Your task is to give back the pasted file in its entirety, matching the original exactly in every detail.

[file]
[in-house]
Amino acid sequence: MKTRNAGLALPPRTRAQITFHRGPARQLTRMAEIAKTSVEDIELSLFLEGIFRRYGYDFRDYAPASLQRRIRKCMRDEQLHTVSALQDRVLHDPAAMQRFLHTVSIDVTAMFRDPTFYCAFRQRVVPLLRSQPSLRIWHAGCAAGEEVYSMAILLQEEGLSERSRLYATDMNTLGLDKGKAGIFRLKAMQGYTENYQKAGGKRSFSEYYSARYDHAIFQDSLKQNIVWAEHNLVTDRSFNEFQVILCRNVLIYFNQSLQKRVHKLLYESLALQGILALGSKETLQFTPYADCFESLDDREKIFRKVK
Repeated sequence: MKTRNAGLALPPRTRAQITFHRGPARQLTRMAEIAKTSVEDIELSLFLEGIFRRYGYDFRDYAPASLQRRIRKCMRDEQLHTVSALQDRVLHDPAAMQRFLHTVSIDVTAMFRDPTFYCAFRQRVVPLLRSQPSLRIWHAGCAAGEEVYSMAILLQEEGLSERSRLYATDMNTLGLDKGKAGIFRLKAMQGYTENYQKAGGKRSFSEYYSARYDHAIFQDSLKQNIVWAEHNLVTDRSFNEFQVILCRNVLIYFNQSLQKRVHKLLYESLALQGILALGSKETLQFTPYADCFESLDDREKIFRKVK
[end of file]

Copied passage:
[in-house]
Amino acid sequence: MKTRNAGLALPPRTRAQITFHRGPARQLTRMAEIAKTSVEDIELSLFLEGIFRRYGYDFRDYAPASLQRRIRKCMRDEQLHTVSALQDRVLHDPAAMQRFLHTVSIDVTAMFRDPTFYCAFRQRVVPLLRSQPSLRIWHAGCAAGEEVYSMAILLQEEGLSERSRLYATDMNTLGLDKGKAGIFRLKAMQGYTENYQKAGGKRSFSEYYSARYDHAIFQDSLKQNIVWAEHNLVTDRSFNEFQVILCRNVLIYFNQSLQKRVHKLLYESLALQGILALGSKETLQFTPYADCFESLDDREKIFRKVK
Repeated sequence: MKTRNAGLALPPRTRAQITFHRGPARQLTRMAEIAKTSVEDIELSLFLEGIFRRYGYDFRDYAPASLQRRIRKCMRDEQLHTVSALQDRVLHDPAAMQRFLHTVSIDVTAMFRDPTFYCAFRQRVVPLLRSQPSLRIWHAGCAAGEEVYSMAILLQEEGLSERSRLYATDMNTLGLDKGKAGIFRLKAMQGYTENYQKAGGKRSFSEYYSARYDHAIFQDSLKQNIVWAEHNLVTDRSFNEFQVILCRNVLIYFNQSLQKRVHKLLYESLALQGILALGSKETLQFTPYADCFESLDDREKIFRKVK